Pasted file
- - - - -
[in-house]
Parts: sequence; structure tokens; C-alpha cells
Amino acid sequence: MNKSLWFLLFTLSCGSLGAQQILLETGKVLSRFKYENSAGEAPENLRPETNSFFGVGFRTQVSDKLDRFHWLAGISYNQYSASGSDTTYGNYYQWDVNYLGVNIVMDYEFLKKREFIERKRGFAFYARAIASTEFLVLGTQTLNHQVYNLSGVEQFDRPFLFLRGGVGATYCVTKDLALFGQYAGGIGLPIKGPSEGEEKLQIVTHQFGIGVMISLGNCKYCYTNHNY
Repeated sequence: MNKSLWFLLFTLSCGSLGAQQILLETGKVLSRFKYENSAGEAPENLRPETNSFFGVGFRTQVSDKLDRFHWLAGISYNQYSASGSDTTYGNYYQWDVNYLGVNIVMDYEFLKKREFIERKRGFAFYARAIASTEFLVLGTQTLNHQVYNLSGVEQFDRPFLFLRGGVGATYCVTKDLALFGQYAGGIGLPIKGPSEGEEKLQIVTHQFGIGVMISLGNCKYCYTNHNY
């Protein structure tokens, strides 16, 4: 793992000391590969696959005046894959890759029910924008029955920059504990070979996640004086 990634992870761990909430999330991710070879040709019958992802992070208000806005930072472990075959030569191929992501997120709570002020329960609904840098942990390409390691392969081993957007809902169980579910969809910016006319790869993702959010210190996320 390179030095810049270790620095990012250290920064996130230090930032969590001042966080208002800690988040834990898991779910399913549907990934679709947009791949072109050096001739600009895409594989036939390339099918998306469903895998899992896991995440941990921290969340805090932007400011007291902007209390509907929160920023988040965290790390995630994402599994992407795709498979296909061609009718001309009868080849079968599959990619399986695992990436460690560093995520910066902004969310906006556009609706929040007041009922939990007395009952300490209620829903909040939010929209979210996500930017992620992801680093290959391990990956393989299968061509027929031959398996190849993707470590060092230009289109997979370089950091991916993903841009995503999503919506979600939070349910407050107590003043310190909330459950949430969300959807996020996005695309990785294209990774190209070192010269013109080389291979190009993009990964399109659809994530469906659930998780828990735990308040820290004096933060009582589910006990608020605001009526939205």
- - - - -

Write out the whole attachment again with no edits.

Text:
[in-house]
Parts: sequence; structure tokens; C-alpha cells
Amino acid sequence: MNKSLWFLLFTLSCGSLGAQQILLETGKVLSRFKYENSAGEAPENLRPETNSFFGVGFRTQVSDKLDRFHWLAGISYNQYSASGSDTTYGNYYQWDVNYLGVNIVMDYEFLKKREFIERKRGFAFYARAIASTEFLVLGTQTLNHQVYNLSGVEQFDRPFLFLRGGVGATYCVTKDLALFGQYAGGIGLPIKGPSEGEEKLQIVTHQFGIGVMISLGNCKYCYTNHNY
Repeated sequence: MNKSLWFLLFTLSCGSLGAQQILLETGKVLSRFKYENSAGEAPENLRPETNSFFGVGFRTQVSDKLDRFHWLAGISYNQYSASGSDTTYGNYYQWDVNYLGVNIVMDYEFLKKREFIERKRGFAFYARAIASTEFLVLGTQTLNHQVYNLSGVEQFDRPFLFLRGGVGATYCVTKDLALFGQYAGGIGLPIKGPSEGEEKLQIVTHQFGIGVMISLGNCKYCYTNHNY
């Protein structure tokens, strides 16, 4: 793992000391590969696959005046894959890759029910924008029955920059504990070979996640004086 990634992870761990909430999330991710070879040709019958992802992070208000806005930072472990075959030569191929992501997120709570002020329960609904840098942990390409390691392969081993957007809902169980579910969809910016006319790869993702959010210190996320 390179030095810049270790620095990012250290920064996130230090930032969590001042966080208002800690988040834990898991779910399913549907990934679709947009791949072109050096001739600009895409594989036939390339099918998306469903895998899992896991995440941990921290969340805090932007400011007291902007209390509907929160920023988040965290790390995630994402599994992407795709498979296909061609009718001309009868080849079968599959990619399986695992990436460690560093995520910066902004969310906006556009609706929040007041009922939990007395009952300490209620829903909040939010929209979210996500930017992620992801680093290959391990990956393989299968061509027929031959398996190849993707470590060092230009289109997979370089950091991916993903841009995503999503919506979600939070349910407050107590003043310190909330459950949430969300959807996020996005695309990785294209990774190209070192010269013109080389291979190009993009990964399109659809994530469906659930998780828990735990308040820290004096933060009582589910006990608020605001009526939205």